Why is that? I'm not a sociologist, but I have a theory based on my firsthand experience here in Jordan.
In a developing country like Jordan, every aspect of life is rooted in personal relationships. Interdependence and cooperation are necessary for daily survival. Because public institutions aren't always strong, individual personalities and relationships carry tremendous influence. Anyone who has visited a government ministry or tried to negotiate a price knows that. You need to get to know the people you're doing business with. Even the simplest daily chores require cooperation with others. If you need directions in Jordan, you roll down your car window and yell to a pedestrian or another driver. On a couple occasions I've been really lost and had to ask five or six different people along the way, and they are consistently friendly and helpful. These societies are highly communal, but they're also highly inefficient. In Three Cups of Tea, Greg Mortensen relates the frustration of buying local supplies for a school he wanted to build in Pakistan. Every single purchase--lumber, nails, tools--required hours of sipping tea, getting to know local merchants.
The United States, on the other hand, is the master of efficiency. Everything is a transaction, and we are continually searching for ways to cut out the highly inefficient human middle. When's the last time you asked a human being for directions, in the age of Google Maps and GPS devices? And who needs grocery store checkers, when you can check out yourself out using a computer? Business is governed by our highly developed laws and bureaucratic processes that often leave little or no human wiggle room (try canceling your cell phone contract early... but oh, by the way, you'll have to navigate through that highly efficient computerized phone system just to talk to the person whose hands are tied and who can't help you). No more negotiating with that traffic cop, explaining why you don't deserve a ticket for speeding; now we have cameras that can snap a photo of your license plate and send you the ticket in the mail. If you're not inclined to leave your house, you can buy everything you need to survive online. We've even managed to cut the problematic human component out of sex; pornography replaces relationship with a highly efficient sexual transaction.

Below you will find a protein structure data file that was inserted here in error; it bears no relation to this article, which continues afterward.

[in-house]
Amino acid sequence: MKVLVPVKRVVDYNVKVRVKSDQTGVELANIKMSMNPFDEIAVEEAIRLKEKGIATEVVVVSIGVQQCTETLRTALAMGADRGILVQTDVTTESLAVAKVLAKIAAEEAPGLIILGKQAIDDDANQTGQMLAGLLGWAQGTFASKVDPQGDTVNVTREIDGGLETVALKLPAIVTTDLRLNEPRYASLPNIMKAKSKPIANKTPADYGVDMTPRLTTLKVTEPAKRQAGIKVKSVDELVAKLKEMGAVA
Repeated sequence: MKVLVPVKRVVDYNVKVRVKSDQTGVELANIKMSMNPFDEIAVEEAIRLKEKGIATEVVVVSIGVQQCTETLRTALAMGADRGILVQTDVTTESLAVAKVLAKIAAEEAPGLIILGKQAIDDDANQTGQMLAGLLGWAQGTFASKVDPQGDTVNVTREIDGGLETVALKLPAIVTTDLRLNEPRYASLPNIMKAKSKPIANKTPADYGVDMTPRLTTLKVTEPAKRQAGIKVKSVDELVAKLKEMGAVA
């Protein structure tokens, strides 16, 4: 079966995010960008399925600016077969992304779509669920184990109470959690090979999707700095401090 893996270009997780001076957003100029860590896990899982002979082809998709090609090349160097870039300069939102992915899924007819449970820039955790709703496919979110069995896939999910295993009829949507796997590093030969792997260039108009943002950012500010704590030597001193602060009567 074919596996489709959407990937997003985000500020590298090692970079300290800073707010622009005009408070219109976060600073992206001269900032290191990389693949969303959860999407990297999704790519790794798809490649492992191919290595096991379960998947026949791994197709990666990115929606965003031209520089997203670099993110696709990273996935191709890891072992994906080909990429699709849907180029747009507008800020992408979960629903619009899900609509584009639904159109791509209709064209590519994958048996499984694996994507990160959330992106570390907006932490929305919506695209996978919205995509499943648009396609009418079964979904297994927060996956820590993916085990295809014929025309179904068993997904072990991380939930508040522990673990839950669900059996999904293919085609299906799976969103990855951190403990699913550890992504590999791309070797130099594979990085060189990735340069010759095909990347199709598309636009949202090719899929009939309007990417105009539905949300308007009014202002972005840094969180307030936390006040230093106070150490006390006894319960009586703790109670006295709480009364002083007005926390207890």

Don't get me wrong. I love the United States and I enjoy many of the gains we enjoy as citizens from our efficient, free, and innovative society. Amazon.com is a godsend, I like having dependable (mostly) public institutions, and I can't wait for the day Jordan gets good GPS maps. But it seems to me that all this innovation does come at a high cost: the replacement of community with a severe and dangerous degree of individualism. As messy and problematic as human relationships often are, we are made for community. Is it possible that much of our culture's unhappiness stems from our growing alienation from one another?
I spent some time living in Seattle, a city full of young transients there to work or study. It's the kind of city where twenty people in the same apartment building can be depressed and on medication because they're lonely, but never meet each other--except maybe by coincidence in an online chat room. C.S. Lewis extrapolates this to its natural conclusion in The Great Divorce; his vision of hell is a sprawling bleak city where people get so annoyed with one another that they steadily move farther and farther apart. Eventually they are so spread out that they never see another person. Technology and liberty give us the tools to make such a society almost possible; in fact, Isaac Asimov envisions a very similar future in his Caves of Steel trilogy.
I prefer living in a liberal democracy to any of its alternatives, but I believe it matters tremendously how individuals choose to live within such a society. In a society that doesn't force community upon its members, they must learn to embrace community on their own volition. In a society where divorce is commonplace and socially acceptable, they must find their own intrinsic motivation to make their marriages succeed. When birth control and abortion gives people unprecedented control over their family planning and children are often viewed as obstacles to personal fulfillment, couples must cultivate a mindset that cherishes children. I suspect that much of the unhappiness in the United States stems from our failure to thoughtfully reflect on these subjects. We should learn to use our freedom wisely, thoughtfully, and deliberately. Among other things, that entails recognizing how much American individualism has eroded community, and seeking to build strong communities in our personal lives.